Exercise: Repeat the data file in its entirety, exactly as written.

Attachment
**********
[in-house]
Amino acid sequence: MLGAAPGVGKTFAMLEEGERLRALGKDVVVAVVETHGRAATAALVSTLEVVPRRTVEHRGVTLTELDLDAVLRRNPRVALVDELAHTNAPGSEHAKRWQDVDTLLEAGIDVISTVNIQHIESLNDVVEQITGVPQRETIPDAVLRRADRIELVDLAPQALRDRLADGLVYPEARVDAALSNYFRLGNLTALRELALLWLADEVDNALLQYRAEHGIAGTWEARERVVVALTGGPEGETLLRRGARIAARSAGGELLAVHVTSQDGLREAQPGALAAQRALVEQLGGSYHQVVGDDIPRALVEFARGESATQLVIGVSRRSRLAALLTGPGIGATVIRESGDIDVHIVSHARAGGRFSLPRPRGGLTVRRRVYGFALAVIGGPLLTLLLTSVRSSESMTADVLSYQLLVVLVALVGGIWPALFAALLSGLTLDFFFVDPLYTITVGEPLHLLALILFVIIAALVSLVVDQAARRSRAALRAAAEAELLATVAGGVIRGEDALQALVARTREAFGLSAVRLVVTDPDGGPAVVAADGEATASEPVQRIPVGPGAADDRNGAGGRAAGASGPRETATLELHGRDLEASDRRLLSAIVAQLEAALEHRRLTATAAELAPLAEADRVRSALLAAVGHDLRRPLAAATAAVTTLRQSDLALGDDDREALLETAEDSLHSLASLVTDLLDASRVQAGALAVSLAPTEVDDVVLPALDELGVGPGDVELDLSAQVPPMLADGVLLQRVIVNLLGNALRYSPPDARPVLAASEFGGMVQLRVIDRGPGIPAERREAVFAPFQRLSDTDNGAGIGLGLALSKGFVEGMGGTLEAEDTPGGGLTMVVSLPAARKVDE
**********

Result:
[in-house]
Amino acid sequence: MLGAAPGVGKTFAMLEEGERLRALGKDVVVAVVETHGRAATAALVSTLEVVPRRTVEHRGVTLTELDLDAVLRRNPRVALVDELAHTNAPGSEHAKRWQDVDTLLEAGIDVISTVNIQHIESLNDVVEQITGVPQRETIPDAVLRRADRIELVDLAPQALRDRLADGLVYPEARVDAALSNYFRLGNLTALRELALLWLADEVDNALLQYRAEHGIAGTWEARERVVVALTGGPEGETLLRRGARIAARSAGGELLAVHVTSQDGLREAQPGALAAQRALVEQLGGSYHQVVGDDIPRALVEFARGESATQLVIGVSRRSRLAALLTGPGIGATVIRESGDIDVHIVSHARAGGRFSLPRPRGGLTVRRRVYGFALAVIGGPLLTLLLTSVRSSESMTADVLSYQLLVVLVALVGGIWPALFAALLSGLTLDFFFVDPLYTITVGEPLHLLALILFVIIAALVSLVVDQAARRSRAALRAAAEAELLATVAGGVIRGEDALQALVARTREAFGLSAVRLVVTDPDGGPAVVAADGEATASEPVQRIPVGPGAADDRNGAGGRAAGASGPRETATLELHGRDLEASDRRLLSAIVAQLEAALEHRRLTATAAELAPLAEADRVRSALLAAVGHDLRRPLAAATAAVTTLRQSDLALGDDDREALLETAEDSLHSLASLVTDLLDASRVQAGALAVSLAPTEVDDVVLPALDELGVGPGDVELDLSAQVPPMLADGVLLQRVIVNLLGNALRYSPPDARPVLAASEFGGMVQLRVIDRGPGIPAERREAVFAPFQRLSDTDNGAGIGLGLALSKGFVEGMGGTLEAEDTPGGGLTMVVSLPAARKVDE